Early growth of parthenium weed (Parthenium hysterophorus L.) and climate change

Nguyen, Thi Lan Thi, O’Donnell, Chris and Adkins, Steve (2012) Early growth of parthenium weed (Parthenium hysterophorus L.) and climate change. Pakistan Journal of Weed Science Research, 18 Special Issue: 457-468.

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Author Nguyen, Thi Lan Thi
O’Donnell, Chris
Adkins, Steve
Title Early growth of parthenium weed (Parthenium hysterophorus L.) and climate change
Formatted title
Early growth of parthenium weed (Parthenium hysterophorus L.) and climate change
Journal name Pakistan Journal of Weed Science Research
ISSN 1815-1094
2225-7942
Publication date 2012-10
Sub-type Article (original research)
Volume 18
Issue Special Issue
Start page 457
End page 468
Total pages 12
Place of publication Peshawar, Pakistan
Publisher Weed Science Society of Pakistan
Collection year 2013
Language eng
Formatted abstract
Parthenium weed (Parthenium hysterophorus L.; Asteraceae), native to the tropical and subtropical Americas, is an aggressive herbaceous weed of tropical and subtropical environments. In Australia, parthenium weed occurs mainly in Queensland, where two distinct populations of the weed occur. This includes the more widespread ‘Clermont’ population and a less-aggressive ‘Toogoolawah’ population. Potential impacts of climate change on these two populations are not known. This study examined the early growth of the two Australian populations (Clermont or Toogoolawah) of parthenium weed in environmental chambers under two concentration of CO2 (390 ppmv; ambient or 550 ppmv; elevated), two temperature (35/20°C; Warm or 30/15°C; Cool) and two soil moisture (field capacity; Wet or half of field capacity; Dry) regimes. The early growth (as measured by leaf production, the length of the longest leaf, the total leaf area and the plant dry weight) of both biotypes under the elevated CO2, cool temperature, and wet or dry soil moisture conditions was higher from ca. 6% to ca. 305% (than the growth under ambient concentration of CO2 and the same conditions of temperature and soil moisture. However, the growth rates were not significantly different when the young plants were grown under warm temperature and the same conditions of CO2 concentration, soil moisture levels.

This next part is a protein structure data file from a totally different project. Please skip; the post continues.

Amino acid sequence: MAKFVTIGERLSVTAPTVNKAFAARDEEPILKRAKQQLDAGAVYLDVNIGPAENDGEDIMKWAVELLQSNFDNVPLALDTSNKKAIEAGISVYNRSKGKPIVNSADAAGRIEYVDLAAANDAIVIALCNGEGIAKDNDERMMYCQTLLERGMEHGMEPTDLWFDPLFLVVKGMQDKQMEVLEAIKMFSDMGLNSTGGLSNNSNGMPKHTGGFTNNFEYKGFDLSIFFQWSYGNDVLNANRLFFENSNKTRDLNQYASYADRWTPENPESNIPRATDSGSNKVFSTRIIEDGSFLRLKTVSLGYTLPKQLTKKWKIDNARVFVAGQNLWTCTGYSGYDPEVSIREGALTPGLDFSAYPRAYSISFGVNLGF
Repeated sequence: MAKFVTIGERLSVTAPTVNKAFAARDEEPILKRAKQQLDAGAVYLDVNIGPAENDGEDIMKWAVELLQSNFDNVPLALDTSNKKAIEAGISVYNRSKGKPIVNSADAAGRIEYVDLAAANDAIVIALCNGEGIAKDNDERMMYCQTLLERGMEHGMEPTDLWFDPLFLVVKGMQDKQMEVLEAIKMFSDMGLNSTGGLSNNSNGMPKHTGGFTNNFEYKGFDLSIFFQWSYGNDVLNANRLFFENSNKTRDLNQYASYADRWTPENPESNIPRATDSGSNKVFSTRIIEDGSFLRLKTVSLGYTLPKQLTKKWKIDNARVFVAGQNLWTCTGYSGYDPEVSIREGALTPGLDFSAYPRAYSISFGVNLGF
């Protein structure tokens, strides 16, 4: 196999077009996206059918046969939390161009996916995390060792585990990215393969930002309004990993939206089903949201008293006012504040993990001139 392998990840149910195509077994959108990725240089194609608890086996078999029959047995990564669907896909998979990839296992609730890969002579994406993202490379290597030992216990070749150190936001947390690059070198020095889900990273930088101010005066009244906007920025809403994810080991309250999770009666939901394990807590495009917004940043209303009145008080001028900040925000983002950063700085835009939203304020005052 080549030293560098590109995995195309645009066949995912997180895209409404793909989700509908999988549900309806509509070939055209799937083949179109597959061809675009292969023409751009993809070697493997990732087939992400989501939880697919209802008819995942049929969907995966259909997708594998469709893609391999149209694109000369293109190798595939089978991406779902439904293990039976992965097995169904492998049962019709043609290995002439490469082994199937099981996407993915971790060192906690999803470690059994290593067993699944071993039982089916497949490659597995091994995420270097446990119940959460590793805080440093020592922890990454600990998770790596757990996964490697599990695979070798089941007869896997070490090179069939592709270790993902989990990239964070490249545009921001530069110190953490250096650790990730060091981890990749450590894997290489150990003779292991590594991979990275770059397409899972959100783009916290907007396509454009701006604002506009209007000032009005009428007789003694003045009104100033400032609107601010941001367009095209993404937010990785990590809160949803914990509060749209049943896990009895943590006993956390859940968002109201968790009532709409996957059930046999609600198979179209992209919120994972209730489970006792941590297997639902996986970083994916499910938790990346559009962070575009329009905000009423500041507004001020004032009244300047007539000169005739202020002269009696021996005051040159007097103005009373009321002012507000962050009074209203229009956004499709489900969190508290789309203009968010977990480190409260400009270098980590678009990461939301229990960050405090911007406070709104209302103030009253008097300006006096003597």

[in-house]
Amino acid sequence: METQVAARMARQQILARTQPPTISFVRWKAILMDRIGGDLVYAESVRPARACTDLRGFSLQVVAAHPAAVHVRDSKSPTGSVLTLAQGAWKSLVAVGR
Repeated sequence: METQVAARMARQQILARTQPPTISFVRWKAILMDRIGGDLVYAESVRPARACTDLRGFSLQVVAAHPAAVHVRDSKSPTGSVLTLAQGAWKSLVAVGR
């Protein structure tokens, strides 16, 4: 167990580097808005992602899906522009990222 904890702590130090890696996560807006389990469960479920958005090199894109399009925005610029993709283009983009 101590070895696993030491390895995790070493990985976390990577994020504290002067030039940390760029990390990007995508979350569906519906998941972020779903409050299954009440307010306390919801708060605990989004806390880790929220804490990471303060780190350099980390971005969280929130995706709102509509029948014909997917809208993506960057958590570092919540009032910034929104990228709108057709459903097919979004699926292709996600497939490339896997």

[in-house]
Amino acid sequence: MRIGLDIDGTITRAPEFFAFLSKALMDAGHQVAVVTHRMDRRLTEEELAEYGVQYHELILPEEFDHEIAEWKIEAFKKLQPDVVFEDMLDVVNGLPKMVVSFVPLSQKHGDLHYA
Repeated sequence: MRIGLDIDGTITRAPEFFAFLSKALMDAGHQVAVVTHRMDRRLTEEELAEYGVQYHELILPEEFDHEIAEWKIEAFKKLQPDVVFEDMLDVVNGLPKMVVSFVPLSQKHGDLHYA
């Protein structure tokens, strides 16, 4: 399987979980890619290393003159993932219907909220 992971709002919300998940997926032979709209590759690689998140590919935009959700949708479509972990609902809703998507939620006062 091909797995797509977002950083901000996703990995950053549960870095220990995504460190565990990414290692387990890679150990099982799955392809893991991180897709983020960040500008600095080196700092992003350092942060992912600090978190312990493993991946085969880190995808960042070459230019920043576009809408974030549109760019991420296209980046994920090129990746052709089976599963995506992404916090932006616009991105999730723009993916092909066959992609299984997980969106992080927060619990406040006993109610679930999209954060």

Keyword CO2 enhancement
Climate
Q-Index Code C1
Q-Index Status Confirmed Code
Institutional Status UQ

Document type: Journal Article
Sub-type: Article (original research)
Collections: School of Agriculture and Food Sciences
Official 2013 Collection
 
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Created: Sun, 14 Apr 2013, 20:53:24 EST by Professor Steve Adkins on behalf of Qld Alliance for Agriculture and Food Innovation